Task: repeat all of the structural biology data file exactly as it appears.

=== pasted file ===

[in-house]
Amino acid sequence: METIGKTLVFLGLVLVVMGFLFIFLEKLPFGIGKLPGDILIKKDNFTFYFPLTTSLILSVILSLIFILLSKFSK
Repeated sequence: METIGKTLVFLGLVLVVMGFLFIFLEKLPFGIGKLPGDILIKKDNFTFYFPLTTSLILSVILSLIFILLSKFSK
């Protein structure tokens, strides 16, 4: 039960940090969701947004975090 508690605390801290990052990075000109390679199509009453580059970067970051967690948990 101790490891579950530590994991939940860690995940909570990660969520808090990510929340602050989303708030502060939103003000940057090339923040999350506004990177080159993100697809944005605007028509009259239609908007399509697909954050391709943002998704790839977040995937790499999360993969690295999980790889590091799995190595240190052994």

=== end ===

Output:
[in-house]
Amino acid sequence: METIGKTLVFLGLVLVVMGFLFIFLEKLPFGIGKLPGDILIKKDNFTFYFPLTTSLILSVILSLIFILLSKFSK
Repeated sequence: METIGKTLVFLGLVLVVMGFLFIFLEKLPFGIGKLPGDILIKKDNFTFYFPLTTSLILSVILSLIFILLSKFSK
């Protein structure tokens, strides 16, 4: 039960940090969701947004975090 508690605390801290990052990075000109390679199509009453580059970067970051967690948990 101790490891579950530590994991939940860690995940909570990660969520808090990510929340602050989303708030502060939103003000940057090339923040999350506004990177080159993100697809944005605007028509009259239609908007399509697909954050391709943002998704790839977040995937790499999360993969690295999980790889590091799995190595240190052994």